My review of Irina’s Story by Jim Williams

At the opening of the book, Irina is ninety years old, but she still has a wry sense of humour and all her faculties. The story begins before she was born into a family of a privileged bourgeoisie. It begins toward the end of Imperial Russia and continues through the revolution, wars, the repressions of the Stalin-era, to Moscow of 1990 and the rise of capitalist-leaning gangs.

We first meet her father, the unimaginative and prosaic Nikolai and his more adventurous cousin, Alexander, their wives and others who populate their world. Her handsome father cannot abide Irina because she is a hunchback, while her beautiful mother sees past her deformity and loves her but suffers the guilt of bringing such a creature into the world. This is not so much a matter of strife between the couple but of disappointment with each other, that is never spoken of. Irina stalks through the house, listening at doors and hiding in bushes. From the family’s ‘dinner table talk’ we learn that the seeds of revolution, already sown at the time of the emancipation of the serfs, are germinating.

From her own memories as well as journals and letters she has collected Irina informs us of the politics of the time and the progression of the wars, providing a valuable and relevant background to the stories of the various family members as relationships are destroyed along with the world they once knew. (The murder of the Imperial family is not mentioned.) The author’s knowledge of how war was conducted in those days can only have been the result of extensive research. Either that, or he is over a hundred years old and was there.

There is a cast of colourful characters. Even the weak and unlikeable ones such as Nikolai and the ones who turn into bitches such as Xenia and Adalia manage to evoke our compassion. It was fascinating to watch them change as they learned to cope with their changed circumstances.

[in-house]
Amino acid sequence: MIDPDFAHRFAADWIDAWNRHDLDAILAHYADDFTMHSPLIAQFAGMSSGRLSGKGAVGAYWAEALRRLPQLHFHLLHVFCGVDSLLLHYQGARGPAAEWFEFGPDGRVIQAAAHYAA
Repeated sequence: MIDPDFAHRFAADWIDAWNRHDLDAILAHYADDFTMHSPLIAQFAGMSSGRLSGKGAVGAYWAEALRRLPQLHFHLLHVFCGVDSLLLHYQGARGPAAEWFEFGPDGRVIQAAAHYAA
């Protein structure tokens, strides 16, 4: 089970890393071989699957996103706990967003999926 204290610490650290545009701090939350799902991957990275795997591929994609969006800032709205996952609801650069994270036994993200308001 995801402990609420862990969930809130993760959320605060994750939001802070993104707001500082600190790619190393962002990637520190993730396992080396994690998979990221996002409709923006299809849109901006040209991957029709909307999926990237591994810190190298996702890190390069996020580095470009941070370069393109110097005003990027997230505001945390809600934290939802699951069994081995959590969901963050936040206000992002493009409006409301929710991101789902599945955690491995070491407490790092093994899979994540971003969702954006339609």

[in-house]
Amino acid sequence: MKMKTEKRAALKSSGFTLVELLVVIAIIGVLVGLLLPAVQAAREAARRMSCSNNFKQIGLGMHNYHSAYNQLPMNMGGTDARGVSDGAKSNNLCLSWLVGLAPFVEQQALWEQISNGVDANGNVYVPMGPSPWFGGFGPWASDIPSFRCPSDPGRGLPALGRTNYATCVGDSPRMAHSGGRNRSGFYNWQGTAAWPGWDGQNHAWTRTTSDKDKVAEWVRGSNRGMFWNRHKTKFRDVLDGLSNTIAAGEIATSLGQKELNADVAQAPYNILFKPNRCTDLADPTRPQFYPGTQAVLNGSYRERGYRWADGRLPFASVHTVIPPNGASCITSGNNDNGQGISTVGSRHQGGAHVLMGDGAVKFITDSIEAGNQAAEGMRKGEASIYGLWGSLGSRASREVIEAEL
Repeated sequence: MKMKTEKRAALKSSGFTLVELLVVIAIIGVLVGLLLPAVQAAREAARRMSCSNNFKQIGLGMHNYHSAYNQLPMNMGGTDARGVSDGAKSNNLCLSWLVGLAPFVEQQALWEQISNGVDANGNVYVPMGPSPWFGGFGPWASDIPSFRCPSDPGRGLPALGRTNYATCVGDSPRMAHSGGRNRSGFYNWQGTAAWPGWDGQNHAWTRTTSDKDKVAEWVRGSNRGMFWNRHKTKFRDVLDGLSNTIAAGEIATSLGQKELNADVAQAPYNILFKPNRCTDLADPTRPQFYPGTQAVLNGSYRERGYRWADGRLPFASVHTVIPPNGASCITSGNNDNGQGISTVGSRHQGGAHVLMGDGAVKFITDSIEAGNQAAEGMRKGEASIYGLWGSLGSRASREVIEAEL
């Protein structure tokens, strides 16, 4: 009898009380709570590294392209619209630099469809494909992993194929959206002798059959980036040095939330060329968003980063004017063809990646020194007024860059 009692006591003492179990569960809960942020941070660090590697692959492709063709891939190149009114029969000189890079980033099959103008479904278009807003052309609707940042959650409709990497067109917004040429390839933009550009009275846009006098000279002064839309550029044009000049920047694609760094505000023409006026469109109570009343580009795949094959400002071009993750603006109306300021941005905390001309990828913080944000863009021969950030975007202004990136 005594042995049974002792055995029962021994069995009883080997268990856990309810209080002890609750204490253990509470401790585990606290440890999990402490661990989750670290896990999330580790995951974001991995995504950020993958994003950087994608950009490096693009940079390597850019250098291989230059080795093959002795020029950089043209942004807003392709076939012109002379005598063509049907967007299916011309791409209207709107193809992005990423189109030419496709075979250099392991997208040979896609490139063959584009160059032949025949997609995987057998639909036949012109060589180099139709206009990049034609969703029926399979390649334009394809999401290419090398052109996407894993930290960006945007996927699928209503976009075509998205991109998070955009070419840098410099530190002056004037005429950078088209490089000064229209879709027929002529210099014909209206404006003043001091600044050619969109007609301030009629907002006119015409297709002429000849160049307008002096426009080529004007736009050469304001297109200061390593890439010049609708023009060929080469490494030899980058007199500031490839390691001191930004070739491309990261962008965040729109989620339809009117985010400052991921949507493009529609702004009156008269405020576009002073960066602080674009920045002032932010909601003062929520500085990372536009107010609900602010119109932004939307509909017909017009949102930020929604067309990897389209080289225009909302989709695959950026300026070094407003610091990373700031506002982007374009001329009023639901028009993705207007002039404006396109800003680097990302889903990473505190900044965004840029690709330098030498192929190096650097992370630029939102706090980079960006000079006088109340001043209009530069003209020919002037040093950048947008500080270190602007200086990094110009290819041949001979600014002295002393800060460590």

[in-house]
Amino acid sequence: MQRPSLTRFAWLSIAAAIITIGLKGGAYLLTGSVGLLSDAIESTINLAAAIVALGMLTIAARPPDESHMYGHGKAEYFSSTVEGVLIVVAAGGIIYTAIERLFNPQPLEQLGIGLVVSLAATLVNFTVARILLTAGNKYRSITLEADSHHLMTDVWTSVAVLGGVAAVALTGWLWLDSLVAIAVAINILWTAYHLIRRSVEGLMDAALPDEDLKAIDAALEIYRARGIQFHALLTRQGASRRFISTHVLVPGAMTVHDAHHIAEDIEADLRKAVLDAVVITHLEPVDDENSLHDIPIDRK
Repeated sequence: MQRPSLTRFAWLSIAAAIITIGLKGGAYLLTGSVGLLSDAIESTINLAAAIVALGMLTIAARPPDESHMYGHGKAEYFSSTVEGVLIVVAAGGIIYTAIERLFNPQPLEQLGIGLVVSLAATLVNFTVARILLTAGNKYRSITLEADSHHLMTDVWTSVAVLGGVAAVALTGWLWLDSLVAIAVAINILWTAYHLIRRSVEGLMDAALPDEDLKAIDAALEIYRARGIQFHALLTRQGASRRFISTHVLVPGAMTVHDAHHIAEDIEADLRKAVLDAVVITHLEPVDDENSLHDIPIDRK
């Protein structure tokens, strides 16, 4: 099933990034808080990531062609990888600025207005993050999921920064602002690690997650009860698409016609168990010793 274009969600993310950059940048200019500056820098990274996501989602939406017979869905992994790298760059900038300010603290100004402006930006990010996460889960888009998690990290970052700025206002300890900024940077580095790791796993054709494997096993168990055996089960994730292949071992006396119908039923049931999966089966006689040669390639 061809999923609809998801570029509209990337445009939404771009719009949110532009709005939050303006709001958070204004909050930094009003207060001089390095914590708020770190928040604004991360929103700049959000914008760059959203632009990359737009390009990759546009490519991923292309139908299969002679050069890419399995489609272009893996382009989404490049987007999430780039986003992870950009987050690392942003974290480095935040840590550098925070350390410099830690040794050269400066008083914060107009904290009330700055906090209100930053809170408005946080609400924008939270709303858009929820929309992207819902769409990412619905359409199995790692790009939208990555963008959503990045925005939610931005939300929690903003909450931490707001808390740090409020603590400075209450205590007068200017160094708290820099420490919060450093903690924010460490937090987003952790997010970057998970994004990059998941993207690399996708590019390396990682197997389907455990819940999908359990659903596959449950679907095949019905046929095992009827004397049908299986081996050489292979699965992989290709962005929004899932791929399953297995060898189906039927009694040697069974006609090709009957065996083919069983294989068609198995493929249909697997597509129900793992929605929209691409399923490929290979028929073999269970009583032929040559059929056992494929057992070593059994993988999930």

This novel is a family saga, a riches to rags story and a tale of unrequited love. It’s also very tragic. For me, it is the best kind of historical novel – a great story that furthered my knowledge of the era. I cannot praise it enough.



Bookish Happenings!

Layered Pages

Me in March 2018

Today I was going to post my review of The House on Foster Hill by Jaime Jo Wright but it doesn’t look like it’s going to happen. I’m hoping tomorrow to post my review and finish up a couple of review drafts. I’ve been trying to catch up on my backlog of reviews and let me tell you it is a LOT of work! When will I be caught up? To tell you the truth, I’m not sure. The industry needs more book bloggers and readers!

The House on Foster Hill

There are so many wonderful things about why a person should read every day. On March 31 I wrote on Facebook, “I love stories and the growth of one’s self that comes from the craft. Words are beautiful. Words are harsh. Words are emotional and often times they feel unforgiving and undeserving. Words together tell us about many things. What we come away with…

View original post 149 more words